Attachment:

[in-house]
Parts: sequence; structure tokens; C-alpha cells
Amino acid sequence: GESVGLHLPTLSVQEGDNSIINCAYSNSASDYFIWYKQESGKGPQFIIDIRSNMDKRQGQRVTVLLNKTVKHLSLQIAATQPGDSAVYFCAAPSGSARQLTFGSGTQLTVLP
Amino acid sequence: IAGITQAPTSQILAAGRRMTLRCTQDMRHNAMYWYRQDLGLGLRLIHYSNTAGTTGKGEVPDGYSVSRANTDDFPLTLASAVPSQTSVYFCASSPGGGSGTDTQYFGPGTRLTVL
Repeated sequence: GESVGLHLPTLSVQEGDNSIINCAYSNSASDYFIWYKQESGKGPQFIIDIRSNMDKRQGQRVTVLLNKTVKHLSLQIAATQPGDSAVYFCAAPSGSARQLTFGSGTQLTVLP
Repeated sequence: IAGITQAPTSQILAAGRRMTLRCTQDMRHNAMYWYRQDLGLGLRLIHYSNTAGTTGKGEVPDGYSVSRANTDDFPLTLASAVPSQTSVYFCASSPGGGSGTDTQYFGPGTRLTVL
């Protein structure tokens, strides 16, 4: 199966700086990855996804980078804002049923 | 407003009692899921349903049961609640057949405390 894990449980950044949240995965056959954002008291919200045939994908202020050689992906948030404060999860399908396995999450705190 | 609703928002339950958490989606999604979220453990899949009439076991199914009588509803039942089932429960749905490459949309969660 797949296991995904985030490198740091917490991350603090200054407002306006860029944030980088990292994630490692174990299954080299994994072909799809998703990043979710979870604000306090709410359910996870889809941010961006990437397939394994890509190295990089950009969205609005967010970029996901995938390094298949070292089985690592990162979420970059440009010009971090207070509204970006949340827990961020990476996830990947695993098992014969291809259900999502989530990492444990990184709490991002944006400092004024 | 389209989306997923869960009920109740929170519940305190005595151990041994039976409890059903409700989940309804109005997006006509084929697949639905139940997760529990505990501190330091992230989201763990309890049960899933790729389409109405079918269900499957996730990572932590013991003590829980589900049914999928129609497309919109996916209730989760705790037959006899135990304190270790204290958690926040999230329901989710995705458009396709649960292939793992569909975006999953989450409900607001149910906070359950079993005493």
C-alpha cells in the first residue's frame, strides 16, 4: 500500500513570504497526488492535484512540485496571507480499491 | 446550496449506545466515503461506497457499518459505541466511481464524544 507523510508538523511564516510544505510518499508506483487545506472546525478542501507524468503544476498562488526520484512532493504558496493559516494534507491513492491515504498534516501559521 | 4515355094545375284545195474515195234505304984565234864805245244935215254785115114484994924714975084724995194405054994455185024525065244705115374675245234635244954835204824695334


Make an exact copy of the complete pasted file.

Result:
[in-house]
Parts: sequence; structure tokens; C-alpha cells
Amino acid sequence: GESVGLHLPTLSVQEGDNSIINCAYSNSASDYFIWYKQESGKGPQFIIDIRSNMDKRQGQRVTVLLNKTVKHLSLQIAATQPGDSAVYFCAAPSGSARQLTFGSGTQLTVLP
Amino acid sequence: IAGITQAPTSQILAAGRRMTLRCTQDMRHNAMYWYRQDLGLGLRLIHYSNTAGTTGKGEVPDGYSVSRANTDDFPLTLASAVPSQTSVYFCASSPGGGSGTDTQYFGPGTRLTVL
Repeated sequence: GESVGLHLPTLSVQEGDNSIINCAYSNSASDYFIWYKQESGKGPQFIIDIRSNMDKRQGQRVTVLLNKTVKHLSLQIAATQPGDSAVYFCAAPSGSARQLTFGSGTQLTVLP
Repeated sequence: IAGITQAPTSQILAAGRRMTLRCTQDMRHNAMYWYRQDLGLGLRLIHYSNTAGTTGKGEVPDGYSVSRANTDDFPLTLASAVPSQTSVYFCASSPGGGSGTDTQYFGPGTRLTVL
């Protein structure tokens, strides 16, 4: 199966700086990855996804980078804002049923 | 407003009692899921349903049961609640057949405390 894990449980950044949240995965056959954002008291919200045939994908202020050689992906948030404060999860399908396995999450705190 | 609703928002339950958490989606999604979220453990899949009439076991199914009588509803039942089932429960749905490459949309969660 797949296991995904985030490198740091917490991350603090200054407002306006860029944030980088990292994630490692174990299954080299994994072909799809998703990043979710979870604000306090709410359910996870889809941010961006990437397939394994890509190295990089950009969205609005967010970029996901995938390094298949070292089985690592990162979420970059440009010009971090207070509204970006949340827990961020990476996830990947695993098992014969291809259900999502989530990492444990990184709490991002944006400092004024 | 389209989306997923869960009920109740929170519940305190005595151990041994039976409890059903409700989940309804109005997006006509084929697949639905139940997760529990505990501190330091992230989201763990309890049960899933790729389409109405079918269900499957996730990572932590013991003590829980589900049914999928129609497309919109996916209730989760705790037959006899135990304190270790204290958690926040999230329901989710995705458009396709649960292939793992569909975006999953989450409900607001149910906070359950079993005493």
C-alpha cells in the first residue's frame, strides 16, 4: 500500500513570504497526488492535484512540485496571507480499491 | 446550496449506545466515503461506497457499518459505541466511481464524544 507523510508538523511564516510544505510518499508506483487545506472546525478542501507524468503544476498562488526520484512532493504558496493559516494534507491513492491515504498534516501559521 | 4515355094545375284545195474515195234505304984565234864805245244935215254785115114484994924714975084724995194405054994455185024525065244705115374675245234635244954835204824695334